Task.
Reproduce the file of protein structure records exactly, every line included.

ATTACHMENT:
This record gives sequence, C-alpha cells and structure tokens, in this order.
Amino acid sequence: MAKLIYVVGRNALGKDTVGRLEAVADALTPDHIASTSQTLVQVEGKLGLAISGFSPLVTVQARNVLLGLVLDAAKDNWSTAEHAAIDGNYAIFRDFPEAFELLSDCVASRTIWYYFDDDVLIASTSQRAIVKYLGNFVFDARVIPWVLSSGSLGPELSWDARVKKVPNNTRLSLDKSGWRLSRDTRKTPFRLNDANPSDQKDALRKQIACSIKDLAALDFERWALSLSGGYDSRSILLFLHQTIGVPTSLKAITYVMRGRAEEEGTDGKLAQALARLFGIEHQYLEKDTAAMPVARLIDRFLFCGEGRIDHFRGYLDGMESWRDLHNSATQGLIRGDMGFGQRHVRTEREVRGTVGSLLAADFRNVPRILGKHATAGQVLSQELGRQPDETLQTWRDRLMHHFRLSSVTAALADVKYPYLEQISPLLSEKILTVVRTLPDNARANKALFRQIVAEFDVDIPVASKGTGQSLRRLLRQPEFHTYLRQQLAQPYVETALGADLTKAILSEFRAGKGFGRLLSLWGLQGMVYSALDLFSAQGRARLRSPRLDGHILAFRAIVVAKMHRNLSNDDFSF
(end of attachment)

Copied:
This record gives sequence, C-alpha cells and structure tokens, in this order.
Amino acid sequence: MAKLIYVVGRNALGKDTVGRLEAVADALTPDHIASTSQTLVQVEGKLGLAISGFSPLVTVQARNVLLGLVLDAAKDNWSTAEHAAIDGNYAIFRDFPEAFELLSDCVASRTIWYYFDDDVLIASTSQRAIVKYLGNFVFDARVIPWVLSSGSLGPELSWDARVKKVPNNTRLSLDKSGWRLSRDTRKTPFRLNDANPSDQKDALRKQIACSIKDLAALDFERWALSLSGGYDSRSILLFLHQTIGVPTSLKAITYVMRGRAEEEGTDGKLAQALARLFGIEHQYLEKDTAAMPVARLIDRFLFCGEGRIDHFRGYLDGMESWRDLHNSATQGLIRGDMGFGQRHVRTEREVRGTVGSLLAADFRNVPRILGKHATAGQVLSQELGRQPDETLQTWRDRLMHHFRLSSVTAALADVKYPYLEQISPLLSEKILTVVRTLPDNARANKALFRQIVAEFDVDIPVASKGTGQSLRRLLRQPEFHTYLRQQLAQPYVETALGADLTKAILSEFRAGKGFGRLLSLWGLQGMVYSALDLFSAQGRARLRSPRLDGHILAFRAIVVAKMHRNLSNDDFSF